Find veggies at your local farmers market if possible. If you live in the north as I do and the markets have closed for the season, shop at your local co-op or natural foods store. Food co-ops do an excellent job of doing all the research on where your food comes from so you don't have to worry about it. If you live in a small town like I do you may have to buy what you can at your local grocery store. The more you support organic, the more it will become available.
This brussel sprout recipe on epicurious was a family favorite last year when I made it. My grandma who hates brussel sprouts even came back for seconds.
Cranberry sauce. A favorite side dish for many people. I live in cranberry land now so its easy for me to find affordable fresh cranberries. I can think of many years when my family bought it from the can and sliced it up. (like I said my family isn't much into cooking). If you are one of those families, read your labels. Many canned cranberry sauce is is loaded with High Fructose Corn Syrup (HFCS). This stuff has taken over our food pantries and I recommend avoiding it whenever possible. It raises glucose levels to dangerous levels, which is a major cause of Type II Diabetes. Hopefully you are smarter than my family and make your cranberry dish from scratch. Food made from scratch is the only way to know exactly what is going in your food.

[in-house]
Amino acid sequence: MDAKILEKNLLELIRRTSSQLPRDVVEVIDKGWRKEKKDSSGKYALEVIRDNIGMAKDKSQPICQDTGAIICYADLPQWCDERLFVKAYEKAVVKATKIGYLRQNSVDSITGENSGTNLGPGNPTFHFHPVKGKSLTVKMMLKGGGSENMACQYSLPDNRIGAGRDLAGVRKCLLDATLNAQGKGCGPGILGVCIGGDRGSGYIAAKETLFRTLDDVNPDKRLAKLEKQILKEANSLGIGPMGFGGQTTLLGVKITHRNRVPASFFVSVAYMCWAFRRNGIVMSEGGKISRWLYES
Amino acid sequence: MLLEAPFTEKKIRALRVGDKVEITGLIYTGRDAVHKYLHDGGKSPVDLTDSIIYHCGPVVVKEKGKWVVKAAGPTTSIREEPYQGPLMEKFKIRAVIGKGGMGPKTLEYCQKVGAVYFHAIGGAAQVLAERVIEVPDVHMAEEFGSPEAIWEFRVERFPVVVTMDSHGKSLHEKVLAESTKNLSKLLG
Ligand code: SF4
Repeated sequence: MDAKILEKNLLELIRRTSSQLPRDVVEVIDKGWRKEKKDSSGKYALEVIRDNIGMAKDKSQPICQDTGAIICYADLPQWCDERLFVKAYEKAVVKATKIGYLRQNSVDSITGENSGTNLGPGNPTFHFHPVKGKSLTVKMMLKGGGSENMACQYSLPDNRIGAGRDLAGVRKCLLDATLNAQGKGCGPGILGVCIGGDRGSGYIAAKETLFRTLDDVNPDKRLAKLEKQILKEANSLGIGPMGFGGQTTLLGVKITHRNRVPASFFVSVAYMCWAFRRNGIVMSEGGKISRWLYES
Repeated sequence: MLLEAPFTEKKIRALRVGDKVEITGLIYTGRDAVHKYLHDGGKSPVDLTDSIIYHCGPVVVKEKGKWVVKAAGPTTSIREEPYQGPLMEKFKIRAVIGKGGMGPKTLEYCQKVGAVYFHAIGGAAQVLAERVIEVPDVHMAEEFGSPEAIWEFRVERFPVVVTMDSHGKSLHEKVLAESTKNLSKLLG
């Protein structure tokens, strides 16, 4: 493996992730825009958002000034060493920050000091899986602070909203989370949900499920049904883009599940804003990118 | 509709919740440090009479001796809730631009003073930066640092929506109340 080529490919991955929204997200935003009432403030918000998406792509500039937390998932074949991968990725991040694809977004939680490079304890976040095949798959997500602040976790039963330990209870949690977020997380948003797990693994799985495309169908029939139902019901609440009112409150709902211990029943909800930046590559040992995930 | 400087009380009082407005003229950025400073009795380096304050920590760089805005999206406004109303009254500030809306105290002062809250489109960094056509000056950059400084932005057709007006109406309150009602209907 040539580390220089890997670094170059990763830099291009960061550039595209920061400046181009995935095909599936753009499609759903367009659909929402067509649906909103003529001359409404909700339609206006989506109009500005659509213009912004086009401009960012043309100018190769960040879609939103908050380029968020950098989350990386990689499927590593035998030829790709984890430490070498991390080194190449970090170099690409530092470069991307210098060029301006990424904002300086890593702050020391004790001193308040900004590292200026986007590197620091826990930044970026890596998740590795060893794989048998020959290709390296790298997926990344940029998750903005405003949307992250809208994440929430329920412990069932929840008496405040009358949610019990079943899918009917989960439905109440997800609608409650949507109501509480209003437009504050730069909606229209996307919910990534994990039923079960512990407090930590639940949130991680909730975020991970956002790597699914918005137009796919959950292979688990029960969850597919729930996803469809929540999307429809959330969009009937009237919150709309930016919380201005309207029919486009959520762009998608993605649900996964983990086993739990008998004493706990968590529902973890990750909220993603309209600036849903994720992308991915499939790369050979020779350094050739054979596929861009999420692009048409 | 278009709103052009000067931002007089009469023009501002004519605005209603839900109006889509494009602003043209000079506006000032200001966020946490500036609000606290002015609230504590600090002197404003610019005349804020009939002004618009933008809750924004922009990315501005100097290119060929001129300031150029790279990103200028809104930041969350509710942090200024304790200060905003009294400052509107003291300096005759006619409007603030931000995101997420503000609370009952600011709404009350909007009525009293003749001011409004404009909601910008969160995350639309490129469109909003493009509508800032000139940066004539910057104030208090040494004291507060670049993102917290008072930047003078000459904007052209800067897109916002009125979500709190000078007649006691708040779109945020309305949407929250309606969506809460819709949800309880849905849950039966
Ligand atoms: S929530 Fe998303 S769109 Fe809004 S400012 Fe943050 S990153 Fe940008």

Hopefully you are making your gravy from the turkey you are cooking anyway. I assume that is what my family does when they cook the turkey. If you get your gravy from a packet, again, be sure to read the label. Not that it will make much sense what is going on, but I think it will make you aware of how many chemicals are put into your food. The list is long and to explain what each ingredient really is would require another post. I'll take the easy way out and send you over here. A chemist can explain the ingredients much better than I can.
I know I sound redundant, but I hope you will be making this from scratch. The ingredients list on the boxed stuffing mixes will take another scientist to decipher. I didn't find another chemist, but I did find a health site that can explain the ingredients and their affects on our bodies.
By now you're too full for pie, but who cares, it's Thanksgiving and we are going to stuff our bellies full. As I mentioned in my first "Give Thanks" post you can pick up an amazing pie crust recipe at Chef Chez Pim's blog.
As for the filling I make my pumpkin mix from scratch. It's not difficult but it does take some time. If you can find pie pumpkins at your local farmer's market or grocery store get a few. Having extra to freeze is a great way to make pumpkin related goodies throughout the winter. This pie recipe on AllRecipes explains how to make your own mash in the notes at the end of the recipe.
Be sure to save those seeds. You'll never have had better tasting seeds than with these recipes on 101Cookbooks. My favorite is the Sweet and Spicy.